City pedals Hamilton Ave bike lane

The city will extend the Ninth Street bike lane to Hamilton Avenue — and then add a bike connection to Clinton Street.
The Brooklyn Paper / Bess Adler

The ever-expanding network of bike lanes will penetrate deeper into Carroll Gardens and Red Hook later this summer as the city paints fresh routes on Ninth and Columbia streets.

In the biggest news, the Department of Transportation will extend the existing Ninth Street stripe for cyclists from Third Avenue to Hamilton Avenue in July. From there, it will link up with a popular northbound bicycle route on Clinton Street by adding a one-block long lane on congested Hamilton Avenue.

“Improving safety and mobility are key goals, and enhancing this existing bike route helps to do both by connecting our bike network while calming traffic along the corridor,” agency spokeswoman Nicole Garcia said in a statement.

Bike advocates are happy to see the city attempting to tame a piece of unruly Hamilton Avenue, which is alternatively clogged with Battery tunnel- or Brooklyn–Queens Expressway-bound traffic or a drag strip for motorists during off-hours.

“It’s been part of a route that people from Park Slope are taking to get to the Brooklyn Bridge, so they’re going to have to negotiate Hamilton Avenue no matter what,” said Wiley Norvell, a spokesman for Transportation Alternatives. “Cyclists are already there and any street can be made safer if you have the right type of lane.”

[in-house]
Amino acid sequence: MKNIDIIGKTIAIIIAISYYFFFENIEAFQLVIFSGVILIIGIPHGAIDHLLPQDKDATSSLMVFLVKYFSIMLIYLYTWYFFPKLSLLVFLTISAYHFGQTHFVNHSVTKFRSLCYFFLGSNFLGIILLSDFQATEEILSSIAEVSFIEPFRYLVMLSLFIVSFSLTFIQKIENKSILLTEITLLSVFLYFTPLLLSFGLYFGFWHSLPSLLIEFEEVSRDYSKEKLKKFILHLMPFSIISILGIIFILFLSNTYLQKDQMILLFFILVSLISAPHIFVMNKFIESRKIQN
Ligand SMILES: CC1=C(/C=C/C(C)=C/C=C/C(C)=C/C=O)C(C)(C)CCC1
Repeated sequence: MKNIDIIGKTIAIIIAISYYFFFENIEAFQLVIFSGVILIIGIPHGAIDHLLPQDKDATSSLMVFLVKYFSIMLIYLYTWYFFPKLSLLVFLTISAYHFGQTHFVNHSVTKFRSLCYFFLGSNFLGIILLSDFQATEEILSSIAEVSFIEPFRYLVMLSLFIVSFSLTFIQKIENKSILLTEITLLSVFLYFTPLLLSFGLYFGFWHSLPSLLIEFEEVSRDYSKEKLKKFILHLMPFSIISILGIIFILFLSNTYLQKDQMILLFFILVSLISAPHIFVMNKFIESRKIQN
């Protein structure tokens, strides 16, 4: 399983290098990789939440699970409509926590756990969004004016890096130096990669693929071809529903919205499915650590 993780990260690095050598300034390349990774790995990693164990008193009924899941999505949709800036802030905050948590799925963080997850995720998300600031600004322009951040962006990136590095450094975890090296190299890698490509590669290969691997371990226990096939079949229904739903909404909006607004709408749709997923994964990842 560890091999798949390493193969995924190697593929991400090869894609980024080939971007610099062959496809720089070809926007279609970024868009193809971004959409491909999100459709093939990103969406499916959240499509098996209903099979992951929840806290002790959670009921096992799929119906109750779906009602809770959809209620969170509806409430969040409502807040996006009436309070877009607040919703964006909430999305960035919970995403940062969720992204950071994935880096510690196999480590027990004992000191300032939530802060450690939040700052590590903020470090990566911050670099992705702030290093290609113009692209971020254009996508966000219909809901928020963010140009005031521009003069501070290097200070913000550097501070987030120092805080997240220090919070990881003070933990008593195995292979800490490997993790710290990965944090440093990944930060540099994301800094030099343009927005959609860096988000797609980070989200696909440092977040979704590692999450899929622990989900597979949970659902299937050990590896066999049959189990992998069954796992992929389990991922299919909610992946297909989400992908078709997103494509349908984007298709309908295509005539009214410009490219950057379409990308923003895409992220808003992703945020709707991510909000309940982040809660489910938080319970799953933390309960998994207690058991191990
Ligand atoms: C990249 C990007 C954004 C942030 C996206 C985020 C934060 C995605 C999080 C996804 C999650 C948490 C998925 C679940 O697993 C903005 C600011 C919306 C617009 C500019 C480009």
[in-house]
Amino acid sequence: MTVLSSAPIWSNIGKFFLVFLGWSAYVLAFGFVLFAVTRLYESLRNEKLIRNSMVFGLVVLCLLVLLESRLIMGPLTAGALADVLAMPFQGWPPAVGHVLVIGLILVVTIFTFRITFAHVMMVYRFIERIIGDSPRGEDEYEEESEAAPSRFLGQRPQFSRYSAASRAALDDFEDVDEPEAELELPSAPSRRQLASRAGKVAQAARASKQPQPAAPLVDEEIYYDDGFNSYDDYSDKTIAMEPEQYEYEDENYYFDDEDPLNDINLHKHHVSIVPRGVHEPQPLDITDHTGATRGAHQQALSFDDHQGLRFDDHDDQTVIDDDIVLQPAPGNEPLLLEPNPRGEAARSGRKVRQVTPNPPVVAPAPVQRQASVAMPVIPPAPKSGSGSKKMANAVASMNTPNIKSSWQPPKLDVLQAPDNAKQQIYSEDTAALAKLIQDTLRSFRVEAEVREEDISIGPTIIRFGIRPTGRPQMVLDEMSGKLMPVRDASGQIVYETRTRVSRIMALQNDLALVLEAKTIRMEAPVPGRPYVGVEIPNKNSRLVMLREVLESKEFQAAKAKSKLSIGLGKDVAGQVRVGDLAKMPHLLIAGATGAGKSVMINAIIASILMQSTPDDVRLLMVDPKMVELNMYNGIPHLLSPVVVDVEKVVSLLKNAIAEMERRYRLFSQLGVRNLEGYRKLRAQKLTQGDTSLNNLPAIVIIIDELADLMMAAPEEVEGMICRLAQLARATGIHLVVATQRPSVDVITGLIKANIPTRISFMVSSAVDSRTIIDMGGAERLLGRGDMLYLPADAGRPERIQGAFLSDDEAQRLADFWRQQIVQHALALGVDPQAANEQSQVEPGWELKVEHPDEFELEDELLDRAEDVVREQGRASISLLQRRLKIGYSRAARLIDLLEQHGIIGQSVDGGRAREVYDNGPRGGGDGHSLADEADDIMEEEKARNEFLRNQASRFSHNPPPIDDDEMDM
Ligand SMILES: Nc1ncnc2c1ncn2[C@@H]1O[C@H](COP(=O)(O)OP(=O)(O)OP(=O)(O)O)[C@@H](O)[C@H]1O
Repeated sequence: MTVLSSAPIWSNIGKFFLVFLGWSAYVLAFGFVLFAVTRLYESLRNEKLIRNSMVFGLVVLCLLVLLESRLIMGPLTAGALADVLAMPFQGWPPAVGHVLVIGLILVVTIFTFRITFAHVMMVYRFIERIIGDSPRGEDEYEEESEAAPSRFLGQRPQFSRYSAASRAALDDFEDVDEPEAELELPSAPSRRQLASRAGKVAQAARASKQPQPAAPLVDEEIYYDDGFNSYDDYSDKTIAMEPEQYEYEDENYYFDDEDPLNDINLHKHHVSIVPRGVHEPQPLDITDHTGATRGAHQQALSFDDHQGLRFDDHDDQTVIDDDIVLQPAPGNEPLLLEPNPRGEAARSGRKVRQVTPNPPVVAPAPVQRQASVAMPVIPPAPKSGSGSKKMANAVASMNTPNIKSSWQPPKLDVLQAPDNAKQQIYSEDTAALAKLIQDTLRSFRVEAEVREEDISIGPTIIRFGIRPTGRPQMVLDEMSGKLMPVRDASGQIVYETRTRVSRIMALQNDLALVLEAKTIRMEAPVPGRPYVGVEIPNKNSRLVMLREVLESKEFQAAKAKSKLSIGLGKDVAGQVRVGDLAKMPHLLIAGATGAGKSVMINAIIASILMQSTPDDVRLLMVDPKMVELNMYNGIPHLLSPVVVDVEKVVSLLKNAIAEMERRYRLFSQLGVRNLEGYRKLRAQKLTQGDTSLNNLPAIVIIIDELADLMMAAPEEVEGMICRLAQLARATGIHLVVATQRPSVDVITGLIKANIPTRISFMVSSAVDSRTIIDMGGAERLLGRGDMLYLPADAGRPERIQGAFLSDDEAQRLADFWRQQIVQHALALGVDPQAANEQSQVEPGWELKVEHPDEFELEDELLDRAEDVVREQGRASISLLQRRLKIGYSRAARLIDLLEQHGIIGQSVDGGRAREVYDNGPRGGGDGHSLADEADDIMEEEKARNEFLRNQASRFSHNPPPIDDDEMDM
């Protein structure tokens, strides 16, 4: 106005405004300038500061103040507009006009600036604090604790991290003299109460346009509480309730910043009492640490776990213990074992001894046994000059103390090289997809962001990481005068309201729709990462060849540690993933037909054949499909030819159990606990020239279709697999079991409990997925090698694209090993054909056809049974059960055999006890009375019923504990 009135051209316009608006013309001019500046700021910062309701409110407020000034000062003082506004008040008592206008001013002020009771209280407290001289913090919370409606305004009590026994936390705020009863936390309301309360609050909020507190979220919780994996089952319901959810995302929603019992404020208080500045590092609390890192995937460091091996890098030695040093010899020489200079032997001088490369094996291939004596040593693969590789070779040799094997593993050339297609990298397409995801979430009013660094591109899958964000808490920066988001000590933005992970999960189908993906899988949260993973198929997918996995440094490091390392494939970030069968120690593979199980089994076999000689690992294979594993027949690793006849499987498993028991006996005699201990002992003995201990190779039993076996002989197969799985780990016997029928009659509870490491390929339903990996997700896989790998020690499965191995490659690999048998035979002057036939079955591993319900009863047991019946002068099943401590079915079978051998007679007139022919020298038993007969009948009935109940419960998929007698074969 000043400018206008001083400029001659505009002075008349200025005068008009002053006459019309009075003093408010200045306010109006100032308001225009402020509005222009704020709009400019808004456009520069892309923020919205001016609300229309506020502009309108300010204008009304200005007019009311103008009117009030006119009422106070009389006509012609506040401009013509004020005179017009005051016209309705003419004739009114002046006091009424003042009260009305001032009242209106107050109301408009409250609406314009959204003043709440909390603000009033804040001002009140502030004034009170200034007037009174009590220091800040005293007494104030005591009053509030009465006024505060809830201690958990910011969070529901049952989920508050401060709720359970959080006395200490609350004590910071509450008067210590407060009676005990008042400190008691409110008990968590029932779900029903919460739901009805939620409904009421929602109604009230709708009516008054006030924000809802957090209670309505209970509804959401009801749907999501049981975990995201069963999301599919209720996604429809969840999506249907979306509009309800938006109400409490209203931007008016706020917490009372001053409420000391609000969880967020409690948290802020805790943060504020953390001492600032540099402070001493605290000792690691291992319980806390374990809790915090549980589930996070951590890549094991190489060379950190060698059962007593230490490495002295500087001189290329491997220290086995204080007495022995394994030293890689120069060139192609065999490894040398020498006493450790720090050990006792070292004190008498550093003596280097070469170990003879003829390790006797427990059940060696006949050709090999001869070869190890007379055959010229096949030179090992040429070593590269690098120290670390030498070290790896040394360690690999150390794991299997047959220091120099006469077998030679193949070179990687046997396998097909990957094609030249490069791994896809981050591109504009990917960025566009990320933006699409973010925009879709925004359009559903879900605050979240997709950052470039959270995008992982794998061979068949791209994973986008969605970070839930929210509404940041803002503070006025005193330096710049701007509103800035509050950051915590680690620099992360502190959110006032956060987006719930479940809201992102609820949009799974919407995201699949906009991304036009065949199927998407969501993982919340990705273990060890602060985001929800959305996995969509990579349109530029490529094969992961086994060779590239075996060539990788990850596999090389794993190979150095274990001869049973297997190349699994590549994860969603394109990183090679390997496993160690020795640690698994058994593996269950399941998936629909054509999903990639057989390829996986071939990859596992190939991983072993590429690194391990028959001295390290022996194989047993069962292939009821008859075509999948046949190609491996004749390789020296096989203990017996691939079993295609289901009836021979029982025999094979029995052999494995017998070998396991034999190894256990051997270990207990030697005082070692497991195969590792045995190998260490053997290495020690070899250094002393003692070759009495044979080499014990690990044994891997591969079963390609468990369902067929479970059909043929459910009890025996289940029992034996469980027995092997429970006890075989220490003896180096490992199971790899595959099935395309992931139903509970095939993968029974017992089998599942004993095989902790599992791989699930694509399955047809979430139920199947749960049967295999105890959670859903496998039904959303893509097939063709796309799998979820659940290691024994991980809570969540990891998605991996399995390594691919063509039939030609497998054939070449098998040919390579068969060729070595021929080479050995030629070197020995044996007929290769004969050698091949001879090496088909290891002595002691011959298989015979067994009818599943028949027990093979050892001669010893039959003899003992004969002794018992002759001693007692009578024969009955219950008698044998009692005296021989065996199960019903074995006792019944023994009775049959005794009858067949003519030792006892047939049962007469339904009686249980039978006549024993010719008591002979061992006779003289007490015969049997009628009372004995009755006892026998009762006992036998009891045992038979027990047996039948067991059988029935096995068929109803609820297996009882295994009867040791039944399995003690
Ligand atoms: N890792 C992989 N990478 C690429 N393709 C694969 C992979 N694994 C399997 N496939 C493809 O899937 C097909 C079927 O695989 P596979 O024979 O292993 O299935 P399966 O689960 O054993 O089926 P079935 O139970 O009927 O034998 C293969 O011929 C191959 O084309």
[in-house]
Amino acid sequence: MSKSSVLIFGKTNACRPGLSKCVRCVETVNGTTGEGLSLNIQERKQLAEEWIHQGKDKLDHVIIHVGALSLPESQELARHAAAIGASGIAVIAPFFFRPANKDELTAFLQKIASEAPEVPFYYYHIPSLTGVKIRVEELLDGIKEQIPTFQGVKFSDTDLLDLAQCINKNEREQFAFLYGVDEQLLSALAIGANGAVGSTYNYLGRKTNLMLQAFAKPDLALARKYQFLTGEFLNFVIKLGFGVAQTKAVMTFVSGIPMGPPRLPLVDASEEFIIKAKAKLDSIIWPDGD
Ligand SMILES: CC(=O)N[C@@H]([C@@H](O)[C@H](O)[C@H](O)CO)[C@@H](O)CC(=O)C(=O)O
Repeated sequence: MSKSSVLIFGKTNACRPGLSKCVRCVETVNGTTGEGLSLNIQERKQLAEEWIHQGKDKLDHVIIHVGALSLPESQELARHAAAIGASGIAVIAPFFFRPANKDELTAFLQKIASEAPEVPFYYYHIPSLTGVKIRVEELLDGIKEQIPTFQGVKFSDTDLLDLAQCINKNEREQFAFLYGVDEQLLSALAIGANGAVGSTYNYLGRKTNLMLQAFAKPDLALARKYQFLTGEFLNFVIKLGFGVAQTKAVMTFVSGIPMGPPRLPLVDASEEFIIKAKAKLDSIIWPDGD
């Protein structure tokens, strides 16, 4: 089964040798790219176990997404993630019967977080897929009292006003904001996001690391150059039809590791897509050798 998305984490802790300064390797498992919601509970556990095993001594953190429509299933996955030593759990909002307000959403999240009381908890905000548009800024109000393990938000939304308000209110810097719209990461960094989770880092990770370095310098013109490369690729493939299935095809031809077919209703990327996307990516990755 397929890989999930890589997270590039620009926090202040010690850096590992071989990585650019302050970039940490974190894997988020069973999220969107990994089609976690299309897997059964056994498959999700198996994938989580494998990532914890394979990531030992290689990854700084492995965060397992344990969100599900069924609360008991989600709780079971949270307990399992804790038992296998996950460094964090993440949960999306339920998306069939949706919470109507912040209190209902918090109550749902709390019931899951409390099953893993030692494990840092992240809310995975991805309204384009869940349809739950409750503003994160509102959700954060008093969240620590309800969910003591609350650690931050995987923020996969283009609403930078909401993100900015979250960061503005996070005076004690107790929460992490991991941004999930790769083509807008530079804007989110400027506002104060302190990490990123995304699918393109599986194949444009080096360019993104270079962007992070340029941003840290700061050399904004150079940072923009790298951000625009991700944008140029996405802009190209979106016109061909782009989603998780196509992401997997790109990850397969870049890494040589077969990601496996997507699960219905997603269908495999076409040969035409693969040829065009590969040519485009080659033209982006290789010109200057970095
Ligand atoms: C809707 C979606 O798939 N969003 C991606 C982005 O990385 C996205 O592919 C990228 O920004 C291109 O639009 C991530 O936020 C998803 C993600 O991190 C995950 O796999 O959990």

On Columbia Street, the new lanes in both directions will run from West Ninth Street to Bay Street and are part of a larger effort to control traffic on the wide boulevard. The city will create more parking spaces by creating diagonal spots instead of parallel parking and also build a median to give pedestrians safe passage while crossing the street.

“It’s a very wide, unregulated street,” said Craig Hammerman, district manager of Community Board 6. Hammerman inspected the area with residents of the nearby Red Hook Houses and representatives of the Department of Transportation before all concluded that the lane was appropriate.

“The changes were universally held as a step in the right direction as a way to make it safe for everyone,” he said.

More from Around New York

>